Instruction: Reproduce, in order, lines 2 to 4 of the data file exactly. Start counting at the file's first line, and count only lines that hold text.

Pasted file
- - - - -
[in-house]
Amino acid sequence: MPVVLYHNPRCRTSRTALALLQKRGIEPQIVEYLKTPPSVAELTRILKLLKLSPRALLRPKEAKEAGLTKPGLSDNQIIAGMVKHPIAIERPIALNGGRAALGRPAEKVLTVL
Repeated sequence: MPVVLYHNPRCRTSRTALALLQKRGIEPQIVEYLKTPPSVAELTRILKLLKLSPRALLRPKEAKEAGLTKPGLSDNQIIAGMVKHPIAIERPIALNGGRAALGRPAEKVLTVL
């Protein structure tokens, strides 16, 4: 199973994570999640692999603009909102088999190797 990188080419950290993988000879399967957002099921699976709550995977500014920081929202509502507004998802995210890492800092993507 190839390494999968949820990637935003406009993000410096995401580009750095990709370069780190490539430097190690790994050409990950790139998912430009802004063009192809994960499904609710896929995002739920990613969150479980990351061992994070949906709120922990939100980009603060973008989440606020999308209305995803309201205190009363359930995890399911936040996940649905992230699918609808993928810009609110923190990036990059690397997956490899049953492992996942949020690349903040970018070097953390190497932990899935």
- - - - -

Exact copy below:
Amino acid sequence: MPVVLYHNPRCRTSRTALALLQKRGIEPQIVEYLKTPPSVAELTRILKLLKLSPRALLRPKEAKEAGLTKPGLSDNQIIAGMVKHPIAIERPIALNGGRAALGRPAEKVLTVL
Repeated sequence: MPVVLYHNPRCRTSRTALALLQKRGIEPQIVEYLKTPPSVAELTRILKLLKLSPRALLRPKEAKEAGLTKPGLSDNQIIAGMVKHPIAIERPIALNGGRAALGRPAEKVLTVL
């Protein structure tokens, strides 16, 4: 199973994570999640692999603009909102088999190797 990188080419950290993988000879399967957002099921699976709550995977500014920081929202509502507004998802995210890492800092993507 190839390494999968949820990637935003406009993000410096995401580009750095990709370069780190490539430097190690790994050409990950790139998912430009802004063009192809994960499904609710896929995002739920990613969150479980990351061992994070949906709120922990939100980009603060973008989440606020999308209305995803309201205190009363359930995890399911936040996940649905992230699918609808993928810009609110923190990036990059690397997956490899049953492992996942949020690349903040970018070097953390190497932990899935």